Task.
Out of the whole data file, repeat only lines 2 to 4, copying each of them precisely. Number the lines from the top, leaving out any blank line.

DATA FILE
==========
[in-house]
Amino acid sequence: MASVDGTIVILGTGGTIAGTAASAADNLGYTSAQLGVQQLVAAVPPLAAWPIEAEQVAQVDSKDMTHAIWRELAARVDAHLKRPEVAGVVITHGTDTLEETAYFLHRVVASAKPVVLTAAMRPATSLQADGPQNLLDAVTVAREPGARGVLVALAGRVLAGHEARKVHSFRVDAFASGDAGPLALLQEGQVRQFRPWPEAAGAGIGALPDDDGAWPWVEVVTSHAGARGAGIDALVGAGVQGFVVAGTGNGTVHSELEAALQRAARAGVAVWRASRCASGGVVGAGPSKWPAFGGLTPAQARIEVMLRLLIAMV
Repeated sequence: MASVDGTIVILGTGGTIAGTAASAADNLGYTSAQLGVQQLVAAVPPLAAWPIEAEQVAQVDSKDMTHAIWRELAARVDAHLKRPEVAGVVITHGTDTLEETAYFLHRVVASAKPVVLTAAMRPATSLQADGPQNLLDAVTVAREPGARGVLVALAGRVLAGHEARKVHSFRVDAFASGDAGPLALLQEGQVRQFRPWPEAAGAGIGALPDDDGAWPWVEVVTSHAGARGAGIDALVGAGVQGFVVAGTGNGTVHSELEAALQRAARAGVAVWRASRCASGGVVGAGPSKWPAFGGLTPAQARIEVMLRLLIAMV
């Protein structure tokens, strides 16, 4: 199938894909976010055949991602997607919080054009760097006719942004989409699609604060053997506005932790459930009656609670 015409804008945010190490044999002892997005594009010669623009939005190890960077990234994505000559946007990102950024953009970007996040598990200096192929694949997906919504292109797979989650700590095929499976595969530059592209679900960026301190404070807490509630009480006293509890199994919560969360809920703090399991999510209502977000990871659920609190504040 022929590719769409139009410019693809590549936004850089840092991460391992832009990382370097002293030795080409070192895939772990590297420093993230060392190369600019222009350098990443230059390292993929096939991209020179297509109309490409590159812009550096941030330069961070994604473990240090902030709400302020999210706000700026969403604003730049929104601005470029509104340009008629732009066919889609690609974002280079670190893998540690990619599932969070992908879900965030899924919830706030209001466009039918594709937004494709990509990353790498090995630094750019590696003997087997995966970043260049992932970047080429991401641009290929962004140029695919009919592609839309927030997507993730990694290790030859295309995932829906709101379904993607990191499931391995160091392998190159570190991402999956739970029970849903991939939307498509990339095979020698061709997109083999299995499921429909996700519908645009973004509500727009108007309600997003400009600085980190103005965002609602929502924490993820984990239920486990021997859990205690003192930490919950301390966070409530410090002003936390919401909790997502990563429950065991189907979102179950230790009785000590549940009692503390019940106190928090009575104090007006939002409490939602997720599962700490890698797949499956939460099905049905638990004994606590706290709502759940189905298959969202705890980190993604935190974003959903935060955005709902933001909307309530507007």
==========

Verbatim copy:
Amino acid sequence: MASVDGTIVILGTGGTIAGTAASAADNLGYTSAQLGVQQLVAAVPPLAAWPIEAEQVAQVDSKDMTHAIWRELAARVDAHLKRPEVAGVVITHGTDTLEETAYFLHRVVASAKPVVLTAAMRPATSLQADGPQNLLDAVTVAREPGARGVLVALAGRVLAGHEARKVHSFRVDAFASGDAGPLALLQEGQVRQFRPWPEAAGAGIGALPDDDGAWPWVEVVTSHAGARGAGIDALVGAGVQGFVVAGTGNGTVHSELEAALQRAARAGVAVWRASRCASGGVVGAGPSKWPAFGGLTPAQARIEVMLRLLIAMV
Repeated sequence: MASVDGTIVILGTGGTIAGTAASAADNLGYTSAQLGVQQLVAAVPPLAAWPIEAEQVAQVDSKDMTHAIWRELAARVDAHLKRPEVAGVVITHGTDTLEETAYFLHRVVASAKPVVLTAAMRPATSLQADGPQNLLDAVTVAREPGARGVLVALAGRVLAGHEARKVHSFRVDAFASGDAGPLALLQEGQVRQFRPWPEAAGAGIGALPDDDGAWPWVEVVTSHAGARGAGIDALVGAGVQGFVVAGTGNGTVHSELEAALQRAARAGVAVWRASRCASGGVVGAGPSKWPAFGGLTPAQARIEVMLRLLIAMV
């Protein structure tokens, strides 16, 4: 199938894909976010055949991602997607919080054009760097006719942004989409699609604060053997506005932790459930009656609670 015409804008945010190490044999002892997005594009010669623009939005190890960077990234994505000559946007990102950024953009970007996040598990200096192929694949997906919504292109797979989650700590095929499976595969530059592209679900960026301190404070807490509630009480006293509890199994919560969360809920703090399991999510209502977000990871659920609190504040 022929590719769409139009410019693809590549936004850089840092991460391992832009990382370097002293030795080409070192895939772990590297420093993230060392190369600019222009350098990443230059390292993929096939991209020179297509109309490409590159812009550096941030330069961070994604473990240090902030709400302020999210706000700026969403604003730049929104601005470029509104340009008629732009066919889609690609974002280079670190893998540690990619599932969070992908879900965030899924919830706030209001466009039918594709937004494709990509990353790498090995630094750019590696003997087997995966970043260049992932970047080429991401641009290929962004140029695919009919592609839309927030997507993730990694290790030859295309995932829906709101379904993607990191499931391995160091392998190159570190991402999956739970029970849903991939939307498509990339095979020698061709997109083999299995499921429909996700519908645009973004509500727009108007309600997003400009600085980190103005965002609602929502924490993820984990239920486990021997859990205690003192930490919950301390966070409530410090002003936390919401909790997502990563429950065991189907979102179950230790009785000590549940009692503390019940106190928090009575104090007006939002409490939602997720599962700490890698797949499956939460099905049905638990004994606590706290709502759940189905298959969202705890980190993604935190974003959903935060955005709902933001909307309530507007």